I say it’s “laudable” because their critique of the status quo is harsh, highlighting the ugliest things about the way we live, work and “prosper.”  Also laudable are emphases on: world as singular organism, humans as singlular family, dependence upon healthy environment, natural processes, and the scientific method.  Per their intro video, they endorse the “humane application of science and technology to social design and decision making.”

I judge it “impractical” because it seeks a complete and fundamental redesign of all the world’s social and economic structures; its coming to pass seems wholly impossible given human nature.

In hindsight, I’m glad my Facebook News Feed was “hijacked” by a fallacious video tag.

They’re “out there.”  They’re disconnected in nearly every way from mainstream thought.  They’re imagining an experience, even existence, here on earth completely unlike what it is today.  I expect that this separation from mainstream is a primary reason they resort to such tactics.

A positive outcome: they reminded me of something valuable.  We owe it to ourselves to consider every now and again how our fellow human beings are thinking and dreaming differently.

I never endorse such tactics, but I always endorse thinking, dreaming and listening.

Here’s their US homepage:  Zeitgeist Movement

Here’s a video introduction:  Zeitgeist Movement

Giving Them Away for Free

I produce a Flickr photo stream.  I periodically go through it to delete photos at which no one has looked.  Right now, there are about 2,200 photos up.  I set up a little widget here in the left column that randomly grabs and displays a photo from the stream.

Over the couple/few years I’ve been putting up photos, I’ve received eight or ten requests from proper publishers seeking permission to use one or more of these photos.  Several of them are web-based guides.  One was a publisher of lake, river and stream maps.  One was a publisher of books and videos about weird and interesting things across this great nation.

I’d forgotten about that last one … until yesterday.  I received a box in the mail; I could tell it contained a book by its size, dimensions and weight.  I figured it was a book about Google Analytics that I ordered a few days ago.  Instead, it was Weird Colorado!

Weird Colorado, Weird U.S., Weird US, Mark Sceurman, Mark Moran, Charmaine Ortega Getz

Weird Colorado

My brand new, hardcover copy is personally inscribed with thanks and appreciation from “my pals,” Mark Sceurman and Mark Moran.

The Weird U.S. series has been around for years.  In addition to national and state-focused books, they’ve produced videos that aired on the History Channel.

Weird Colorado is written by Charmaine Ortega Getz.  At some point, they scoured the web for photos for inclusion in the book.  They came across some of mine.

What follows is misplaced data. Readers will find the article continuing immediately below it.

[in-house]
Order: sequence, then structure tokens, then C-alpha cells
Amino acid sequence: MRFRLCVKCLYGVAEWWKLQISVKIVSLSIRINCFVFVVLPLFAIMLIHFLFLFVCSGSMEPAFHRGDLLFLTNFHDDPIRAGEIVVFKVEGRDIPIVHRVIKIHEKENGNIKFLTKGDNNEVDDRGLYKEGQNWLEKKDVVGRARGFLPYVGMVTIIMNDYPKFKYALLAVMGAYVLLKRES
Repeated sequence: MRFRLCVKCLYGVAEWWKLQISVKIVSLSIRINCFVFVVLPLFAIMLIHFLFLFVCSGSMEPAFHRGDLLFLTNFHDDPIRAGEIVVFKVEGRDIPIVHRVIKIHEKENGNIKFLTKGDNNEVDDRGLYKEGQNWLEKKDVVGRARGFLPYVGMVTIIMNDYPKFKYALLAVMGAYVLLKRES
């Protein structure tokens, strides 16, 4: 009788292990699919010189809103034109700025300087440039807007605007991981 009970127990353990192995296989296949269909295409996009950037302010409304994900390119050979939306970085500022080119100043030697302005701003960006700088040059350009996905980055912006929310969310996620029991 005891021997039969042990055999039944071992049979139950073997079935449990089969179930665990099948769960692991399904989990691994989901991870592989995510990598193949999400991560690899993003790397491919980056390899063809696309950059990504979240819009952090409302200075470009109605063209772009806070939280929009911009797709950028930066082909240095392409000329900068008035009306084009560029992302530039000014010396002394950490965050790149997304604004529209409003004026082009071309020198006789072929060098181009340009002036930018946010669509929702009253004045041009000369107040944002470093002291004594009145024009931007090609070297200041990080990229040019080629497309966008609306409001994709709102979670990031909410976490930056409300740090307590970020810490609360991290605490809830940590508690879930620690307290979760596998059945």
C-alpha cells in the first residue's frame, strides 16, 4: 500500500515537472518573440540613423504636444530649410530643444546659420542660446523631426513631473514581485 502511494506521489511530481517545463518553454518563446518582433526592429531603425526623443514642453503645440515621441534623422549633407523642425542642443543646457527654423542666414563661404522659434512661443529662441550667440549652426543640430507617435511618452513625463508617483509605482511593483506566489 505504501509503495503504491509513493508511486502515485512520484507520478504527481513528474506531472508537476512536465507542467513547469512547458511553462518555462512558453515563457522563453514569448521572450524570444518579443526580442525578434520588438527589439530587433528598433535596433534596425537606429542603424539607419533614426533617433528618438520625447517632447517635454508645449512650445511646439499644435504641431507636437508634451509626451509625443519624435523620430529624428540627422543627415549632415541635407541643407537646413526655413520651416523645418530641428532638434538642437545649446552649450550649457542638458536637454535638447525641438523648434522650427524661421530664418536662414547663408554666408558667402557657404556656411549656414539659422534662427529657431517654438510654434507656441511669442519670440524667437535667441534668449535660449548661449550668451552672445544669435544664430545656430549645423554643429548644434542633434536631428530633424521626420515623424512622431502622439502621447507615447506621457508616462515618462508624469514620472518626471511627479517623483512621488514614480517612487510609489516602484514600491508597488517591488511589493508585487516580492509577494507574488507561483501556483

They emailed to request permission to use my photos from Picketwire Canyonlands and Florissant Fossil Beds National Monument.  These areas were included for ancient rock art, sub-oceanic history, dinosaur footprints and fossilized plants, animals and insects.  They ended up using two of each (pages 46, 47 and 59).

These four photos are not among my most “interesting” according to Flickr; I’m glad they were useful to someone.  Here’s one of them – detail of a fossilized tree trunk at Florrisant Fossil Beds NM:

Fossilized Wood at Florissant Fossil Beds National Monument

Fossilized Wood at Florissant Fossil Beds National Monument

Though every photo in my Flickr stream is copyrighted, they’re free for the taking from a technology standpoint.  All sizes of every photo are available, from thumbnail through original size (approx 3,500 x 2,600 pixels).

I suppose I could try to track people down and attempt to recoup my share of any commercial gains.  Instead, I’m giving them away for free.

I tag every photo extensively to help people find them.  It’s fascinating to watch analytics on photo views and traffic sources.

Here are a few reasons why:

  • It’s produced 100% from personal passion
  • It does me no good to hoard them, hide them or lock them down
  • For those who use them, I expect they’ll remember where they got them and perhaps link back or let me know
  • Legit publishers will request permission and provide appropriate photo credit, acknowledgment and linking (and sometimes even the finished product!)

Related hopes include:

  • I hope people will enjoy some of the images as much as I do
  • I hope people will connect through imagery with the beautiful and interesting things in the world around them
  • I hope people will be inspired to go outside and maybe shoot some photos

My photo stream is generally outdoors-oriented.  Photos go up in specific groups or sets based on a trip, an outing or a shoot.  They’re always dated and tagged.  They’re up in reverse chronological order.  (Related music note: I strongly favor albums over singles).

I’d love for you to use an image as a desktop background or any other application you see fit.  Please share with me if and how you use an image.

Here are some of my most viewed and most commented photos: 

http://www.flickriver.com/photos/ethanbeute/popular-interesting/

Here is Weird U.S. at Wikipedia:

http://en.wikipedia.org/wiki/Weird_U.S.